Animals Out of Paper
by Rajiv Joseph
Directed by Todd Schaefer
November 21, 2015
A play about origami may sound strange, because the art of paper folding doesn’t seem particularly “big” enough to stand out on stage, but R-S Theatrics’ fascinating new production proves that the art can be the basis of riveting drama. Rajiv Joseph’s Animals Out of Paper uses origami as the connecting point between three characters, and R-S’s production brings those characters and their stories to life with remarkable sensitivity.
The story centers on three people who share a love of origami but also have their share of individual problems. Ilana (Teresa Doggett), a known expert and lecturer on the art, is dealing with a recent failed marriage and the loss of her beloved dog. Andy (Andrew Kuhlmann), a sweet but socially awkward math teacher, has had a difficult life but tries to focus on the positive, chronicling his optimism in a notebook in which he literally counts his blessings. When Andy, who looks up to Ilana as an artist and also harbors a crush on her, approaches her with a request for her to mentor a brilliant but troubled student, Suresh (Ethan Isaac), the lives of the three become entangled in increasingly complicated ways. All the while, the importance of origami as both an art and a form of self-expression is illustrated in various compelling ways.
If you don’t know a lot about origami before seeing this play, you will learn a lot. There’s very little actual folding that occurs on stage, but the results are everywhere, from small animal models to a large, bright red hawk, to various simple and complex geometric shapes. Origami as a vessel for healing is also stressed, both physically and emotionally, since Ilana is working on a project that will put her origami skills to medical use in cardiac surgery. The discipline also allows for bonding between the characters, in addition to the conflict. Subjects of love, loneliness, acceptance and rejection, and dealing with various forms of grief are all dealt with with origami as a backdrop and uniting force. It’s an intriguing subject matter, with some potentially problematic, awkward and even disturbing consequences, although ultimately it’s about the power of relationships, among people and between individuals and the hobbies and interests that most speak to them.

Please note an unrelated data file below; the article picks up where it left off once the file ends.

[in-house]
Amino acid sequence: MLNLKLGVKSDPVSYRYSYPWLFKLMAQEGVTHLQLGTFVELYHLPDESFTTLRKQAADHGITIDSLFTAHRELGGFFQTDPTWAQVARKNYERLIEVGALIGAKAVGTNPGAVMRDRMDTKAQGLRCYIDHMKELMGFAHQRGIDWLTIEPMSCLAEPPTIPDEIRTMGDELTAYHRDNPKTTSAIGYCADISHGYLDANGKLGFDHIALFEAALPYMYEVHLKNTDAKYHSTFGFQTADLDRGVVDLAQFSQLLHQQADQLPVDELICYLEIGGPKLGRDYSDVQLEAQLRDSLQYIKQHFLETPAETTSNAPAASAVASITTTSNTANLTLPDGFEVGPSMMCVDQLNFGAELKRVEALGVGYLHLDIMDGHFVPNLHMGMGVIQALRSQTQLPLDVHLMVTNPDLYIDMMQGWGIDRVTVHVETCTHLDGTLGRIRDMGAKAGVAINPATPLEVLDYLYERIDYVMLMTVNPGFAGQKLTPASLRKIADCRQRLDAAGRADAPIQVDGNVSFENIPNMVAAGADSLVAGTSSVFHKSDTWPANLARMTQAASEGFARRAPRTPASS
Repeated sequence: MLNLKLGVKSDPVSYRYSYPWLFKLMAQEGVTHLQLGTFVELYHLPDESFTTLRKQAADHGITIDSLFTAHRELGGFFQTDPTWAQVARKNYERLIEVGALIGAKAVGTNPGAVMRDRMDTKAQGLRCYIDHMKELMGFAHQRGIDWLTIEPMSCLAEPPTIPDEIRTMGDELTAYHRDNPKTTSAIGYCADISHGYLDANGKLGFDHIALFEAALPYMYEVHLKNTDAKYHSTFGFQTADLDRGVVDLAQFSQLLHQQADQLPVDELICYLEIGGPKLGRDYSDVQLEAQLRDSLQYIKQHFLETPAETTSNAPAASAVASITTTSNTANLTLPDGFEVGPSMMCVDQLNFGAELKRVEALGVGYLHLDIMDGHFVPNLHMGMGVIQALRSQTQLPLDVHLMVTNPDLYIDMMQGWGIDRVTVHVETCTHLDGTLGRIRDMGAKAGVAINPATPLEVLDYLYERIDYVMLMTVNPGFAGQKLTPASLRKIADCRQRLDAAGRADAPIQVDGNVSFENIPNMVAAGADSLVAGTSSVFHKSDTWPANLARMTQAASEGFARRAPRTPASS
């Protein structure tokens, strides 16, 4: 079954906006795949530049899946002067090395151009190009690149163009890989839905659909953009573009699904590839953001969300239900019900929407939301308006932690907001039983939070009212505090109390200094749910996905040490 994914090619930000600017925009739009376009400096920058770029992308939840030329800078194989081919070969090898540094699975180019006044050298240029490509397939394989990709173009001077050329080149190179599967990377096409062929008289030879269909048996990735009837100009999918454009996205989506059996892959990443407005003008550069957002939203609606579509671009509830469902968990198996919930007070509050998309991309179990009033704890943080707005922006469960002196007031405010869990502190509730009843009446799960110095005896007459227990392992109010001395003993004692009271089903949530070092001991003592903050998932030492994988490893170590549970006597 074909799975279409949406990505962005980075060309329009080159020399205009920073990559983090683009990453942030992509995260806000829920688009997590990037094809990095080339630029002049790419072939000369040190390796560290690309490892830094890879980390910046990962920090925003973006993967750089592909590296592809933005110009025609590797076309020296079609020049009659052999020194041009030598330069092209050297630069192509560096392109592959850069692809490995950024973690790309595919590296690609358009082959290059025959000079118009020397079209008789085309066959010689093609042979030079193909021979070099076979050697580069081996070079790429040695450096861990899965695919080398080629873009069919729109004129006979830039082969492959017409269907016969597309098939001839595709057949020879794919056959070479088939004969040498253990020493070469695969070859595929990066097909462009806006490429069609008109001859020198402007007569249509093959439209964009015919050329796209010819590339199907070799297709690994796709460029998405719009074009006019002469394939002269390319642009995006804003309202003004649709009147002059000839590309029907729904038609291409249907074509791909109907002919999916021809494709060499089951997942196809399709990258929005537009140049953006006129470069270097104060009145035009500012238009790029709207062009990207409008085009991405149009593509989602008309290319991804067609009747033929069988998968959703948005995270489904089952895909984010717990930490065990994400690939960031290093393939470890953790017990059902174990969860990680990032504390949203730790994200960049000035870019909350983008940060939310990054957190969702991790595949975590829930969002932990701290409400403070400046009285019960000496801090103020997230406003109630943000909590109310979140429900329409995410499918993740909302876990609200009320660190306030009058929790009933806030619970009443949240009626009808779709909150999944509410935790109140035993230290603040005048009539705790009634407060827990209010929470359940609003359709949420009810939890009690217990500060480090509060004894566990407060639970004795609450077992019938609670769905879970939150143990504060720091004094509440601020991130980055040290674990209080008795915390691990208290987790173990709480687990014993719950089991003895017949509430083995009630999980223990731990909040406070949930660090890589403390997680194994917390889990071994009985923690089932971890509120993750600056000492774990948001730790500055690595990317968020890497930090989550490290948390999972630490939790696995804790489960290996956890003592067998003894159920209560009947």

The relationships here are key, as is the casting. The tension and drama of the production is driven by the characters and their interactions, and there’s excellent chemistry between all three leads. Doggett portrays the initially sad, jaded Ilana convincingly enough for the audience to believe her love of origami and her connection with both Andy and Suresh. It’s easy to believe that she once found joy in life, but has lost that joy. Kuhlmann is charming as Andy, the ever-hopeful, persistent nice guy who pursues Ilana as friend, colleague, and potential helper for his favorite student. The relationship that develops between Ilana and Andy seems improbable at first, but it’s thoroughly convincing as depicted by these excellent performers. Isaac, as the defensive but bright and amiable Suresh is excellent as well, portraying a real sense of vulnerability underneath his outwardly cocky attitude. The developments of the plot are well-written, but made all the more convincing by this strong cast.
Visually, the set is simple, designed by Keller Ryan and representing Ilana’s small, cluttered city apartment. The props, by Heather Tucker, are well-managed and the influence of origami is everywhere, with the bits of colored paper and small models that show up throughout the story. There’s also excellent atmospheric lighting by Nathan Schroder, and well-suited costumes by Ruth Schmalenberger.
Animals Out of Paper is an intense, highly emotionally charged play with a unique subject matter. It’s about origami, but it’s also about the need for connection among people in today’s society, and in fact in any society. With its excellent cast and intriguing story, this is definitely one to see.
Animals Out of Paper is being presented by R-S Theatrics at the Chapel until December 6, 2015.